I just finished reading “The Leadership Code: Five Rules to Lead By,” from Harvard Business Press. In my experience reading these Harvard Business Press books can be hit-or-miss, since some of them can seem a bit dry and theoretical. For me, The Leadership Code was definitely a hit.
Find the winning formula
- What percent of effective leadership is basically the same? Are there some common rules that any leader anywhere must master? Is there a recognizable leadership code?
- If there are common rules that all leaders must master, what are they?
The authors benchmarked a number of high performers and figured out the answers to these questions and collected some fantastic best practices along the way.
Five rules for leaders
There are five “rules” presented in the book, each accompanied by a set of diagnostic tools to help you determine where you and your organization are in relation to the high performers in the study. Some of the tools focus on your strengths and weaknesses as a leader, while others focus on how functional or dysfunctional your organization may be.
The rules are:
- Rule 1: Shape the Future
- Rule 2: Make Things Happen
- Rule 3: Engage Today’s Talent
- Rule 4: Build the Next Generation
- Rule 5: Invest in Yourself
At this point you may be thinking, “What? Those rules don’t don’t seem very exciting.”
But don’t let these descriptions fool you – The authors present compelling content about accountability, goal setting, true leadership, staff development, dealing with conflict & alignment, and strengthening your own individual skills.
Some things to think about, and some things to do
Each of the rules is discussed in detail, beginning with the findings from the study and a summary of the key capabilities effective leaders demonstrate for that rule. After a discussion of the findings, the authors typically move into guidance on how to figure out where your gaps are in relation to the ideals.
For example, there is a “Leadership code self assessment” test to help you figure out your relative strengths and weaknesses in 5 critical areas, which map to the 5 Rules:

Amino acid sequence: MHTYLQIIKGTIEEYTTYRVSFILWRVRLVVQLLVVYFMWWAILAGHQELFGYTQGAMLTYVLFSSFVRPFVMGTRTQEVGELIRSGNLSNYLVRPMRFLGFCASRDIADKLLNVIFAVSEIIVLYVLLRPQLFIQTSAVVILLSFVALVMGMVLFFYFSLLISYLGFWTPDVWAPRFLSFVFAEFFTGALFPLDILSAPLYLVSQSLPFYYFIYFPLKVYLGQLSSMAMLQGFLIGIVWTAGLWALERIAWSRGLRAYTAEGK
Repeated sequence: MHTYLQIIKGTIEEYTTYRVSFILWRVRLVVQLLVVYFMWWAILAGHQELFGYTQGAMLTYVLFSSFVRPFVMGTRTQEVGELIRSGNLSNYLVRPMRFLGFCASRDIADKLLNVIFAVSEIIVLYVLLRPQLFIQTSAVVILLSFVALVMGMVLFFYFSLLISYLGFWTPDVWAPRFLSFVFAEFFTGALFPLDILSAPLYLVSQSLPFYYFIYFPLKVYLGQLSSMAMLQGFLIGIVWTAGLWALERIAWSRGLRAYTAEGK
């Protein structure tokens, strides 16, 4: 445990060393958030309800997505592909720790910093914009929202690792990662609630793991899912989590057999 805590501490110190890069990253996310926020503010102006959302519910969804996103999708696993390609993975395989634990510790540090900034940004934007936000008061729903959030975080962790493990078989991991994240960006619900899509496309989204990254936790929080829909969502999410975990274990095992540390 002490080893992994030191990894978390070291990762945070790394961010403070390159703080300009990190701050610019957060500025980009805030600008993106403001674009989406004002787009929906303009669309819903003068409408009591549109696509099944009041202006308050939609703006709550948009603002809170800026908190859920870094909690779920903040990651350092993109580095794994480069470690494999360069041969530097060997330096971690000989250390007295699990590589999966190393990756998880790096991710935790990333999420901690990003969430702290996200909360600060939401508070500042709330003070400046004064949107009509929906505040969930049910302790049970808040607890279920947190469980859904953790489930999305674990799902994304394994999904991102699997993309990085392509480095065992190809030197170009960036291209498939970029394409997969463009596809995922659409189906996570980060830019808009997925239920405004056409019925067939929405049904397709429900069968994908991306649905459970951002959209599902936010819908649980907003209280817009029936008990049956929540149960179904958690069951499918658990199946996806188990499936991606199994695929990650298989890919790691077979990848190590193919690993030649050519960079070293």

- Talent Manger
- Human Capital Developer
- Personal Proficiency
When you take the assessment, you’ll find you have strengths and weaknesses. The authors found that effective leaders never scored below average on their weaker disciplines.
After you determine your strengths and weaknesses, how do you exploit your strengths and improve your weaknesses to at least average? Good news: the authors do a masterful job of providing practical, actionable advice for each rule. I think the reason the advice rang true was because much of it comes in the form of stories from the high performers, who provide details on how they tackled shortfalls in each of the areas (including some war stories about when things didn’t go very well.
The stories from the high performers made the rules feel “real” and helped me understand how these best practices can be applied in the real world.
Crack the Leadership Code
One important message I took away from this is that there are repeatable best practices that can help improve your leadership in any organization. In other words, if you aspire to become a great leader, there is hope.
The other thing I noted is that the best practices were very congruent with some of the values-based leadership books that have made such an impact on me, like Managing With Aloha, and books I feature in the book list in the left sidebar of my blog.